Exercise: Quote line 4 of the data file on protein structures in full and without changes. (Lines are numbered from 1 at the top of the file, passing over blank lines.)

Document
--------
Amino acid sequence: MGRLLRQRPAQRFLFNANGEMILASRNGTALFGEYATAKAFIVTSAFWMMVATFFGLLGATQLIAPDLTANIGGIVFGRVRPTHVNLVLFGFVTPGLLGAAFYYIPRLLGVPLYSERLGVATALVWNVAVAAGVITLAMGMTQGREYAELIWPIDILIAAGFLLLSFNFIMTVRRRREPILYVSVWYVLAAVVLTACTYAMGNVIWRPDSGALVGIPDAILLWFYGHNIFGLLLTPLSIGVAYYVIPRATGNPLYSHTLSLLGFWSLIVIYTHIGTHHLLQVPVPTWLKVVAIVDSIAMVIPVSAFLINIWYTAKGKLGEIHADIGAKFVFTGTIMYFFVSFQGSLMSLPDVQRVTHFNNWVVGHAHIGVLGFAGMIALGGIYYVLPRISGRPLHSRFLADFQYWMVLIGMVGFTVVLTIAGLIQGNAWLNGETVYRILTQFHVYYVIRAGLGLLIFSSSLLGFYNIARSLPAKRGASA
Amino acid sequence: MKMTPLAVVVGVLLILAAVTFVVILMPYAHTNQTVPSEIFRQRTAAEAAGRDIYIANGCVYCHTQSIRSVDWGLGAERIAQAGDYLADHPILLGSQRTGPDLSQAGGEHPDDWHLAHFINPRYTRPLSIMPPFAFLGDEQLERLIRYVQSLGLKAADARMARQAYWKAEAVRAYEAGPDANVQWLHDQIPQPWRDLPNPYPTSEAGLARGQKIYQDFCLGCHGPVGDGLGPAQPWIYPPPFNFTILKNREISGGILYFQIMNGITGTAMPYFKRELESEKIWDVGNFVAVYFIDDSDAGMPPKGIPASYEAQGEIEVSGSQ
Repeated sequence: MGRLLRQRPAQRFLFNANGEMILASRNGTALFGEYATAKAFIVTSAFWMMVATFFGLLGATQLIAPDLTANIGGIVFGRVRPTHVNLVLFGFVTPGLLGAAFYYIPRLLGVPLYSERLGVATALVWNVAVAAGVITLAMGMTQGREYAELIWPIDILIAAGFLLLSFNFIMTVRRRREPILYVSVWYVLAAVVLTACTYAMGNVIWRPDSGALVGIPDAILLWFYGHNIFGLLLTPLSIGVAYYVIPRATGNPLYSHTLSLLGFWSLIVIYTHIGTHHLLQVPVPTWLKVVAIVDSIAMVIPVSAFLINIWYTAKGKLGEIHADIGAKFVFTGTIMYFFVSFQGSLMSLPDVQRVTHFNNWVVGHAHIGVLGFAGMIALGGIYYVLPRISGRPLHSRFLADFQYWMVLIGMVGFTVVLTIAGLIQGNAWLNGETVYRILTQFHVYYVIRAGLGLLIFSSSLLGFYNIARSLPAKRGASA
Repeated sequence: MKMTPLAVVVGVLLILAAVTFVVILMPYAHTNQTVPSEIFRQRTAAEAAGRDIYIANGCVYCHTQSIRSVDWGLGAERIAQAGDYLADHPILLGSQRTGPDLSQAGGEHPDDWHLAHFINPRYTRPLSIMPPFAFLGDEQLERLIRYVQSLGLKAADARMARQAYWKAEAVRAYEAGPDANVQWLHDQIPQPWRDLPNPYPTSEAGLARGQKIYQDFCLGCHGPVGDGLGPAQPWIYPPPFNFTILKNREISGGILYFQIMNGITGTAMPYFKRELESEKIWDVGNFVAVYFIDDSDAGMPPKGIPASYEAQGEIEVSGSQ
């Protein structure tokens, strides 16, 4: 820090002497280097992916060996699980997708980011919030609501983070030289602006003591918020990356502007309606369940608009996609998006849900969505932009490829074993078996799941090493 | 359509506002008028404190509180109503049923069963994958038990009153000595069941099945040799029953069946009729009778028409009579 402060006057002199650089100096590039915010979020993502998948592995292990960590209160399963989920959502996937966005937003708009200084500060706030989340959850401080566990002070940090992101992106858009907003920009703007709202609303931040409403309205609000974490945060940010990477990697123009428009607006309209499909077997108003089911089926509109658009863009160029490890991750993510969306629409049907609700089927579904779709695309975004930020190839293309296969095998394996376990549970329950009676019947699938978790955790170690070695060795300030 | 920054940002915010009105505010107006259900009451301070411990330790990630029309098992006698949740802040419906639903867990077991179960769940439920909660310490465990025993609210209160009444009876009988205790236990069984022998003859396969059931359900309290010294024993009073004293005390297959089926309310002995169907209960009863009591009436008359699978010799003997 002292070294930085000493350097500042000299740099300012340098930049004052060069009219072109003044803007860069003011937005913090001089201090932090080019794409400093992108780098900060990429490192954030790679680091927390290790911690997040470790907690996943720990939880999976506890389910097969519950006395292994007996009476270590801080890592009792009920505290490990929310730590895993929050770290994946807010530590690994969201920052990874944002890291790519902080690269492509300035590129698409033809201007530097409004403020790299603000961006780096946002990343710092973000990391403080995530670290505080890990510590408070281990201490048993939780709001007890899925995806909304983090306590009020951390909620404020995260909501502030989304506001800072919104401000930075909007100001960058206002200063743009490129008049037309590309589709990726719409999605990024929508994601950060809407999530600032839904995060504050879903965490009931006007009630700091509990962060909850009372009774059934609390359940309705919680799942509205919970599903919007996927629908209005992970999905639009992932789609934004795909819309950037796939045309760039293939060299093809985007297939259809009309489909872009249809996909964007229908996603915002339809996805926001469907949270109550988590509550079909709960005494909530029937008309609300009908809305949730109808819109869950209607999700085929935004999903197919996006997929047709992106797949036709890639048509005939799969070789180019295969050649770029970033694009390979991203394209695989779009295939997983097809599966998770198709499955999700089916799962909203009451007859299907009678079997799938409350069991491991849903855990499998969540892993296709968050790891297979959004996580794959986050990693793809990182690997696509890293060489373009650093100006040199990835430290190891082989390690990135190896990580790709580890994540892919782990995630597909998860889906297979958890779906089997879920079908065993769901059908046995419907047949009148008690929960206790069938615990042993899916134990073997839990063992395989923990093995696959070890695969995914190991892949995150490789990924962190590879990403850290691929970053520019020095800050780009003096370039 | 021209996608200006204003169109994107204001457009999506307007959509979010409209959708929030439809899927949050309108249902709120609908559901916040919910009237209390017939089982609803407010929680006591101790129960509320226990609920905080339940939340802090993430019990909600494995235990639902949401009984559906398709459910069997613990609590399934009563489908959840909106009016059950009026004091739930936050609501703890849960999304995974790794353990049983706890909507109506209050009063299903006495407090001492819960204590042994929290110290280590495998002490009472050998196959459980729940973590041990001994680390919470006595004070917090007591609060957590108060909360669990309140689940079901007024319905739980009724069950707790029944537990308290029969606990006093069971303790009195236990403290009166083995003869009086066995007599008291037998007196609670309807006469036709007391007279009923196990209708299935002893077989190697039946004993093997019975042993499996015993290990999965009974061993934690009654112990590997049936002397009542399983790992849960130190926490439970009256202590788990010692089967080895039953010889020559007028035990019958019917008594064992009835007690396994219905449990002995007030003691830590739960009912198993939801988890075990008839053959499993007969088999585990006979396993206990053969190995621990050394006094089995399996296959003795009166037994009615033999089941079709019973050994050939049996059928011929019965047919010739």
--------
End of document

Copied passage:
Repeated sequence: MKMTPLAVVVGVLLILAAVTFVVILMPYAHTNQTVPSEIFRQRTAAEAAGRDIYIANGCVYCHTQSIRSVDWGLGAERIAQAGDYLADHPILLGSQRTGPDLSQAGGEHPDDWHLAHFINPRYTRPLSIMPPFAFLGDEQLERLIRYVQSLGLKAADARMARQAYWKAEAVRAYEAGPDANVQWLHDQIPQPWRDLPNPYPTSEAGLARGQKIYQDFCLGCHGPVGDGLGPAQPWIYPPPFNFTILKNREISGGILYFQIMNGITGTAMPYFKRELESEKIWDVGNFVAVYFIDDSDAGMPPKGIPASYEAQGEIEVSGSQ